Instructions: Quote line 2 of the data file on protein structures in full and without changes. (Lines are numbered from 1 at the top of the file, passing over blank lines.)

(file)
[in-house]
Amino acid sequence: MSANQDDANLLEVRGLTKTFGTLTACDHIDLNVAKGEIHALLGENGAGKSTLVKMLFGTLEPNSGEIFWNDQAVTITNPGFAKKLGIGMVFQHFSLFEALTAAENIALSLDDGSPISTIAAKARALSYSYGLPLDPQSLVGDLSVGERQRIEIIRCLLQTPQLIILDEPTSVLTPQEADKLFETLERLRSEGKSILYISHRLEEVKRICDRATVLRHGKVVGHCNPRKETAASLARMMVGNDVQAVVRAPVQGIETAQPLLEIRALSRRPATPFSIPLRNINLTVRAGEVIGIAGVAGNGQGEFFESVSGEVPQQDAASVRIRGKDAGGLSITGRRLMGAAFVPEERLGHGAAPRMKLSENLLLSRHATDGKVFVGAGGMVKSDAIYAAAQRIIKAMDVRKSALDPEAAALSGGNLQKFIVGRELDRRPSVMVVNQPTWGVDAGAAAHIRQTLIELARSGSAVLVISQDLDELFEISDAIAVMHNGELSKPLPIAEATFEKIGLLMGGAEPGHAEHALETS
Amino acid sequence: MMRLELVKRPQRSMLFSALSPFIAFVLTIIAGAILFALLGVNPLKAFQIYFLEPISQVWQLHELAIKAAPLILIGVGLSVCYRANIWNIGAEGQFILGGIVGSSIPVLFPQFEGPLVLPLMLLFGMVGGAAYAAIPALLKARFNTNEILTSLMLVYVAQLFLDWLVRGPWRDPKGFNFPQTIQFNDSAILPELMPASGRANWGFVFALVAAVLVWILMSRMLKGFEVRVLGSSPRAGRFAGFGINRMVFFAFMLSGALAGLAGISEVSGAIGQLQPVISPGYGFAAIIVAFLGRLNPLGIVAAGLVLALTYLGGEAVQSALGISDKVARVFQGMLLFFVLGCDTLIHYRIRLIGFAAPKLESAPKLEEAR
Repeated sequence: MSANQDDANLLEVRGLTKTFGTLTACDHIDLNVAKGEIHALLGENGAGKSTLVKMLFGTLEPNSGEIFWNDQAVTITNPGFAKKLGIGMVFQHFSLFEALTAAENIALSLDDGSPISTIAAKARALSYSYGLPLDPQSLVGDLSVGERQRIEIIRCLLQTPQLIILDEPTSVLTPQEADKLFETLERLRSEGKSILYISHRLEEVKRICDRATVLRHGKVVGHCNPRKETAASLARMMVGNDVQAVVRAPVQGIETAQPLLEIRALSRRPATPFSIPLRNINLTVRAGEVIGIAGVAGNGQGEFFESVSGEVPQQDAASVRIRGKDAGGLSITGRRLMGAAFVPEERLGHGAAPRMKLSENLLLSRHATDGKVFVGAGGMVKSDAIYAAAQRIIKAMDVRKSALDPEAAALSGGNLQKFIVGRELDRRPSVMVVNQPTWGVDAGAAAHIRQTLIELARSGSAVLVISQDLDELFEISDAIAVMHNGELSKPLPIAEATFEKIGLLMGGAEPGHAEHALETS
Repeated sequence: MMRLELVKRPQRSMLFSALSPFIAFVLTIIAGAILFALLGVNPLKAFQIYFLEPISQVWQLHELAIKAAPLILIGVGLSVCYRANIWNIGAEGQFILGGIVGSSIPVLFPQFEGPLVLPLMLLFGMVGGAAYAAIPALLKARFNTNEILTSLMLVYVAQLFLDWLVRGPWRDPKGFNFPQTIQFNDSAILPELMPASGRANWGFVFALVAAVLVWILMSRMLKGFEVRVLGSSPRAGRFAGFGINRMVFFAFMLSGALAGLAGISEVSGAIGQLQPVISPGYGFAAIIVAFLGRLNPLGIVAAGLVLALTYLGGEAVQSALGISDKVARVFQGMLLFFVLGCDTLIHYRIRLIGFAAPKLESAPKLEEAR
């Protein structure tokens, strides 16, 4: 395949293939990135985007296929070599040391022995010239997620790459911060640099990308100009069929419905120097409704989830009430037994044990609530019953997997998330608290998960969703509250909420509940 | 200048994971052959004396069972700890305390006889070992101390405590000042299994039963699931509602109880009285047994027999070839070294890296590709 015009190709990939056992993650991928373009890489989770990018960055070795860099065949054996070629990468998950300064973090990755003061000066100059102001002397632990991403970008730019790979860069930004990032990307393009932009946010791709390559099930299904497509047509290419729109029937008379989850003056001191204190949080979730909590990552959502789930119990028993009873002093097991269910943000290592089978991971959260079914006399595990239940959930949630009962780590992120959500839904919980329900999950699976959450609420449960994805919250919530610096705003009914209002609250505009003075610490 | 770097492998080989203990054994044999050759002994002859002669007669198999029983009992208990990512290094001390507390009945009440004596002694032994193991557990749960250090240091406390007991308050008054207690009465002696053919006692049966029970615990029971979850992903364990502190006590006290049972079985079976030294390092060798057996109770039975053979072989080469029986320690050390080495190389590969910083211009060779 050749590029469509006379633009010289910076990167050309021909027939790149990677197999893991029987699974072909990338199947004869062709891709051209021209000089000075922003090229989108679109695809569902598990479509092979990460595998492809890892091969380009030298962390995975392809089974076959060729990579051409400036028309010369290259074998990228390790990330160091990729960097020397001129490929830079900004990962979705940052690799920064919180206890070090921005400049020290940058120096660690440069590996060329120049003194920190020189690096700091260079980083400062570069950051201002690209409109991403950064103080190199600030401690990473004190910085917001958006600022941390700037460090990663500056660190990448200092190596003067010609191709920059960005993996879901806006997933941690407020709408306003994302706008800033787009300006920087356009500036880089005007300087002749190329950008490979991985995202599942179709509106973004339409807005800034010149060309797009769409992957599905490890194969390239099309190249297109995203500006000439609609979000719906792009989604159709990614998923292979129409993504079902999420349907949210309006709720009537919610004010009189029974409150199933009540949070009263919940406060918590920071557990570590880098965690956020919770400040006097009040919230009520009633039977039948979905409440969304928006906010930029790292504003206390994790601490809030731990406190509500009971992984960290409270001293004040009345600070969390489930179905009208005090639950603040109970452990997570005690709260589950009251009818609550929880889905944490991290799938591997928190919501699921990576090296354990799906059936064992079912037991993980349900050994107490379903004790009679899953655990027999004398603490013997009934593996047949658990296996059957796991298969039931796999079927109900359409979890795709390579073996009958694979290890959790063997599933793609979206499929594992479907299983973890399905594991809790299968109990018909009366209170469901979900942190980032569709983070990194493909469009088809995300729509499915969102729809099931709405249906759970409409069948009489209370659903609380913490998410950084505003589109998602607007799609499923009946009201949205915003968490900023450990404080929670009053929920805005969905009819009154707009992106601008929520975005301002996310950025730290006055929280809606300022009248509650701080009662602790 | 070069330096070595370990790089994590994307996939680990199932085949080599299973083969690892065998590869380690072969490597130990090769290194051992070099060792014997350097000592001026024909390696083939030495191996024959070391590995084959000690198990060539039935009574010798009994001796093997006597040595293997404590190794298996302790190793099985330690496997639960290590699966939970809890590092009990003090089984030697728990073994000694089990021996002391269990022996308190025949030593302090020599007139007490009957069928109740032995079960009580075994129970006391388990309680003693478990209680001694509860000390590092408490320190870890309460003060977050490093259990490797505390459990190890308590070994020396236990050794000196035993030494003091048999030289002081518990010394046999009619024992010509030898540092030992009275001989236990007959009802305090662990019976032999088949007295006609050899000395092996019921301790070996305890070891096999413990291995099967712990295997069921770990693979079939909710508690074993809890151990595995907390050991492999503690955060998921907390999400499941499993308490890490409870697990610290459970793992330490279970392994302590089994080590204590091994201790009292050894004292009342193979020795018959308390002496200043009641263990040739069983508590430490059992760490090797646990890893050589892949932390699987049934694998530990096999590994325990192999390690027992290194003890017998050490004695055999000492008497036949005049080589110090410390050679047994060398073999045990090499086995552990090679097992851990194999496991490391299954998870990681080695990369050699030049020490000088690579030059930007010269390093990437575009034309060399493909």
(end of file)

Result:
Amino acid sequence: MSANQDDANLLEVRGLTKTFGTLTACDHIDLNVAKGEIHALLGENGAGKSTLVKMLFGTLEPNSGEIFWNDQAVTITNPGFAKKLGIGMVFQHFSLFEALTAAENIALSLDDGSPISTIAAKARALSYSYGLPLDPQSLVGDLSVGERQRIEIIRCLLQTPQLIILDEPTSVLTPQEADKLFETLERLRSEGKSILYISHRLEEVKRICDRATVLRHGKVVGHCNPRKETAASLARMMVGNDVQAVVRAPVQGIETAQPLLEIRALSRRPATPFSIPLRNINLTVRAGEVIGIAGVAGNGQGEFFESVSGEVPQQDAASVRIRGKDAGGLSITGRRLMGAAFVPEERLGHGAAPRMKLSENLLLSRHATDGKVFVGAGGMVKSDAIYAAAQRIIKAMDVRKSALDPEAAALSGGNLQKFIVGRELDRRPSVMVVNQPTWGVDAGAAAHIRQTLIELARSGSAVLVISQDLDELFEISDAIAVMHNGELSKPLPIAEATFEKIGLLMGGAEPGHAEHALETS